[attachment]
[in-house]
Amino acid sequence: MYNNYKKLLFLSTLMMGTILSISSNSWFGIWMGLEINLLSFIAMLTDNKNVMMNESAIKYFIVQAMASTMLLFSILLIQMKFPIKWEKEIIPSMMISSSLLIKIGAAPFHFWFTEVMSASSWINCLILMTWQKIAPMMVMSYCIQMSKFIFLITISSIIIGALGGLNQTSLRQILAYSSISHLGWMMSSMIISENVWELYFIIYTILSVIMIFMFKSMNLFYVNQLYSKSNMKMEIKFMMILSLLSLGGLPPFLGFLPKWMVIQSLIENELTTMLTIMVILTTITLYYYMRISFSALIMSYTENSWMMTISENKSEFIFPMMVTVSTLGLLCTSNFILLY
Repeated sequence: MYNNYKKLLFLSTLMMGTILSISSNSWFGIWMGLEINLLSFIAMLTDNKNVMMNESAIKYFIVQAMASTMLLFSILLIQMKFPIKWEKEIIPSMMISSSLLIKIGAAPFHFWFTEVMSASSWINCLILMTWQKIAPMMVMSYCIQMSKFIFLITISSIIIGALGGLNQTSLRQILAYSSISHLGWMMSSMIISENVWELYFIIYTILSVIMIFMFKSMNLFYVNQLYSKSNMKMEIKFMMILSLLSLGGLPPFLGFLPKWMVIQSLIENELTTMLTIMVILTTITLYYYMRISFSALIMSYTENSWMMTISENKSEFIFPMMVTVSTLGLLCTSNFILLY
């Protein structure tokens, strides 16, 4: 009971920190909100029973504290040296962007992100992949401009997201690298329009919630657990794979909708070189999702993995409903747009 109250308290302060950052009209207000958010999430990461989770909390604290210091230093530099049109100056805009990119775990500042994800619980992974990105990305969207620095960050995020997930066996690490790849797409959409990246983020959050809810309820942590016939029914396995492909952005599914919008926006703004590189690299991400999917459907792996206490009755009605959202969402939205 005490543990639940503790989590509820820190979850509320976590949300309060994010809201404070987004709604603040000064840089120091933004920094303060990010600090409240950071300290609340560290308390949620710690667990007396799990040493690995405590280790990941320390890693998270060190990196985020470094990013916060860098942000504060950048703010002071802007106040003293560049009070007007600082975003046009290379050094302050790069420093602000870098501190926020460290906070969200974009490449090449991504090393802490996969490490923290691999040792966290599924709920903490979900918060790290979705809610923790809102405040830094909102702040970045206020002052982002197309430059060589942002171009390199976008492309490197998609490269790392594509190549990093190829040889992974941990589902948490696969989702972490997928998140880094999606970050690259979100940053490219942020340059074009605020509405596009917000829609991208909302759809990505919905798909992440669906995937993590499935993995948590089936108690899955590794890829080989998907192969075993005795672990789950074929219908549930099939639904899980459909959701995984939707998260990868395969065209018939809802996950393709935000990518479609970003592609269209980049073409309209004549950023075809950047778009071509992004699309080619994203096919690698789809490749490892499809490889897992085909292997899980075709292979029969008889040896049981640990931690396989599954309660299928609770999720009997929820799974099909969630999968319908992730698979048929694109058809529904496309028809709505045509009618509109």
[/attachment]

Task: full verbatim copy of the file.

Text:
[in-house]
Amino acid sequence: MYNNYKKLLFLSTLMMGTILSISSNSWFGIWMGLEINLLSFIAMLTDNKNVMMNESAIKYFIVQAMASTMLLFSILLIQMKFPIKWEKEIIPSMMISSSLLIKIGAAPFHFWFTEVMSASSWINCLILMTWQKIAPMMVMSYCIQMSKFIFLITISSIIIGALGGLNQTSLRQILAYSSISHLGWMMSSMIISENVWELYFIIYTILSVIMIFMFKSMNLFYVNQLYSKSNMKMEIKFMMILSLLSLGGLPPFLGFLPKWMVIQSLIENELTTMLTIMVILTTITLYYYMRISFSALIMSYTENSWMMTISENKSEFIFPMMVTVSTLGLLCTSNFILLY
Repeated sequence: MYNNYKKLLFLSTLMMGTILSISSNSWFGIWMGLEINLLSFIAMLTDNKNVMMNESAIKYFIVQAMASTMLLFSILLIQMKFPIKWEKEIIPSMMISSSLLIKIGAAPFHFWFTEVMSASSWINCLILMTWQKIAPMMVMSYCIQMSKFIFLITISSIIIGALGGLNQTSLRQILAYSSISHLGWMMSSMIISENVWELYFIIYTILSVIMIFMFKSMNLFYVNQLYSKSNMKMEIKFMMILSLLSLGGLPPFLGFLPKWMVIQSLIENELTTMLTIMVILTTITLYYYMRISFSALIMSYTENSWMMTISENKSEFIFPMMVTVSTLGLLCTSNFILLY
């Protein structure tokens, strides 16, 4: 009971920190909100029973504290040296962007992100992949401009997201690298329009919630657990794979909708070189999702993995409903747009 109250308290302060950052009209207000958010999430990461989770909390604290210091230093530099049109100056805009990119775990500042994800619980992974990105990305969207620095960050995020997930066996690490790849797409959409990246983020959050809810309820942590016939029914396995492909952005599914919008926006703004590189690299991400999917459907792996206490009755009605959202969402939205 005490543990639940503790989590509820820190979850509320976590949300309060994010809201404070987004709604603040000064840089120091933004920094303060990010600090409240950071300290609340560290308390949620710690667990007396799990040493690995405590280790990941320390890693998270060190990196985020470094990013916060860098942000504060950048703010002071802007106040003293560049009070007007600082975003046009290379050094302050790069420093602000870098501190926020460290906070969200974009490449090449991504090393802490996969490490923290691999040792966290599924709920903490979900918060790290979705809610923790809102405040830094909102702040970045206020002052982002197309430059060589942002171009390199976008492309490197998609490269790392594509190549990093190829040889992974941990589902948490696969989702972490997928998140880094999606970050690259979100940053490219942020340059074009605020509405596009917000829609991208909302759809990505919905798909992440669906995937993590499935993995948590089936108690899955590794890829080989998907192969075993005795672990789950074929219908549930099939639904899980459909959701995984939707998260990868395969065209018939809802996950393709935000990518479609970003592609269209980049073409309209004549950023075809950047778009071509992004699309080619994203096919690698789809490749490892499809490889897992085909292997899980075709292979029969008889040896049981640990931690396989599954309660299928609770999720009997929820799974099909969630999968319908992730698979048929694109058809529904496309028809709505045509009618509109």